English faculty awarded best article of the year in Renaissance and Reformation journal

Grambling, La. – November 30, 2022 – Grambling State University Department of English faculty members Professor of English Hugh F. Wilson and Associate Professor James Clawson teamed to write an article, “De Doctrina Christiana and Milton’s Canonical Works: Revisiting the Authorship Question,” that was recently awarded the Natalie Zemon Davis Prize as the best article of the year in the journal Renaissance and Reformation for 2022 (Issue 44).


Renaissance and Reformation / Renaissance et Réforme is a peer-reviewed, multidisciplinary, bilingual quarterly. The journal publishes articles and book reviews on all aspects of the Renaissance, Reformation, and Early Modern world: literature, geography, history, religion, art, music, society, and economics. Articles on related periods of history are also considered. Issues published more than one year ago are openly accessible. The prize announcement characterized the duo’s work for “taking on an important piece of scholarly orthodoxy at the core of Milton studies, Clawson and Wilson argue for the removal of a key text from the Milton canon.”


“Because the assumption that Milton wrote this text is so deeply imbricated in the interpretation of his writings, its removal entails wide implications for the study and interpretation of his other works. The daring thesis is well supported, and the article is a model for how digital-humanities strategies like stylometry can be combined with more traditional philology to challenge an accepted consensus.”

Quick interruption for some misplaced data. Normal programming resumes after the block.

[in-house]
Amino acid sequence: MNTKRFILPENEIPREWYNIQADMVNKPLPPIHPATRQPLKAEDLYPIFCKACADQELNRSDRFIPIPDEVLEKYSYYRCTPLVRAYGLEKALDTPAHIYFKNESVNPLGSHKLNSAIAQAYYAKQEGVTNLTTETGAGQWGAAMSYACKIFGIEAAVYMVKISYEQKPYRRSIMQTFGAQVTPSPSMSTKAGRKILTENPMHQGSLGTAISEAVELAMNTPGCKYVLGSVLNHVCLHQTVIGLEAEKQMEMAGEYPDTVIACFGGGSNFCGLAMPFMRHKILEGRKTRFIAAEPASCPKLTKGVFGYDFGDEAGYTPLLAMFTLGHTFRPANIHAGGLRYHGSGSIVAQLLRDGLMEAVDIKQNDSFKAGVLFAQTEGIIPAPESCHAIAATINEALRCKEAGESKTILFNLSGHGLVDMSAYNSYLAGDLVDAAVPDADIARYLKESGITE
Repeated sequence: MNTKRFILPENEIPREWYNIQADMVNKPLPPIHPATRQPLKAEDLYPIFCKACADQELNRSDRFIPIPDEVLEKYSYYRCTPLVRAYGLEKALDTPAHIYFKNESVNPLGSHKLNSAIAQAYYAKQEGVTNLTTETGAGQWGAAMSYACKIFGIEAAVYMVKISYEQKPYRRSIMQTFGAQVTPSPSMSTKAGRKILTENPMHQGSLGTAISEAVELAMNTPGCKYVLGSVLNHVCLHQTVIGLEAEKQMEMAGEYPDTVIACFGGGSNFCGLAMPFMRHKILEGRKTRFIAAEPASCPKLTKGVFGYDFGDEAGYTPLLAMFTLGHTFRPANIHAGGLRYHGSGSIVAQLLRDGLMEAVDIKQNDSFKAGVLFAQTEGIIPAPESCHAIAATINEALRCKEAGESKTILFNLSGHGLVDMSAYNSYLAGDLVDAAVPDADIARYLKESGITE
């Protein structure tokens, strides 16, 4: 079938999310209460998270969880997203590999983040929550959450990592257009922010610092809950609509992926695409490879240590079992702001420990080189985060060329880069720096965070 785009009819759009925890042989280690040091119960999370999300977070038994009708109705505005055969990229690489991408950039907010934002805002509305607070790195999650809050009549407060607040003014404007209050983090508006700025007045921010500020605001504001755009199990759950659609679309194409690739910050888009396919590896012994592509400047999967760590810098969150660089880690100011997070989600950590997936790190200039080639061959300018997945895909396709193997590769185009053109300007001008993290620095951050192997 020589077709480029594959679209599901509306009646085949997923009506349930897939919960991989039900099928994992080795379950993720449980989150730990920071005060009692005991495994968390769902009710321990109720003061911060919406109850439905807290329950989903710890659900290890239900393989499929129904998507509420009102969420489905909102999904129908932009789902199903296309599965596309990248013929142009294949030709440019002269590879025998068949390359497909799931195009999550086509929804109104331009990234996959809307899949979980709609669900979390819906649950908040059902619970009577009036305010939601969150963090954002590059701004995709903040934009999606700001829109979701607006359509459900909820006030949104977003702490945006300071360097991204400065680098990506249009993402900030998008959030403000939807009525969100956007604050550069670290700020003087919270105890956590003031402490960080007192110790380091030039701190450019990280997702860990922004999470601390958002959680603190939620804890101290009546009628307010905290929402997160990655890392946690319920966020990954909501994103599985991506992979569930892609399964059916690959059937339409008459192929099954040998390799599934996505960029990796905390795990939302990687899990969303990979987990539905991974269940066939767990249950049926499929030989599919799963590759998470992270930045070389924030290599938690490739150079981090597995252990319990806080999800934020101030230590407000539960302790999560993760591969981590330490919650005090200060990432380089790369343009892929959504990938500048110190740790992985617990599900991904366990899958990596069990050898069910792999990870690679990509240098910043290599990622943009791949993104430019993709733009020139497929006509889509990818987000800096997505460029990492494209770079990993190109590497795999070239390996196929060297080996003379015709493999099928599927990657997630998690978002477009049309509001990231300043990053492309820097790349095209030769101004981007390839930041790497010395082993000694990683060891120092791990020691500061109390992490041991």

Clawson said he and Wilson are both pleased and somewhat surprised with the recognition the article earned according to Renaissance and Reformation.


“It’s also something Grambling [State] should be proud of, since winning articles in the past decade have come from places like University of London, University of Tennessee, King’s College London, Pennsylvania State University, University of East Anglia, Seoul National University, George Washington University, and Scuola Normale Superiore in Pisa, (Italy),” Clawson said. “Clearly, Grambling holds its own.”


“This is also an opportune time to thank the university once more for the travel funding support we received in 2019, when we were presenting this very research to international audiences in Canada and France. The article I’m currently writing is the first article to be published from that project. If all goes well, Dr. Wilson will soon be able to share the good news about a second article from that project also making its way through the publishing gauntlet.”


Clawson, who received his B.A. from Denison University and an M.Sc. and Ph.D. from the University of Edinburgh, focuses his research on 20th-century literature, especially Lawrence Durrell, James Joyce, and contemporary Scottish authors, with further interest in the digital humanities.


Wilson, who received his B.A. from John Hopkins University; and an M.A. and Ph.D. from the University of Chicago, is an associate member of the GSU’s graduate faculty and a Renaissance scholar specializing in the work of Shakespeare, Milton, and Donne. He has published articles on Shakespeare, Milton, Anne Southwell, Ben Jonson, and David Masson, the great Victorian Miltonist. He has also helped win two grants for summer institutes at GSU from the National Endowment for the Humanities.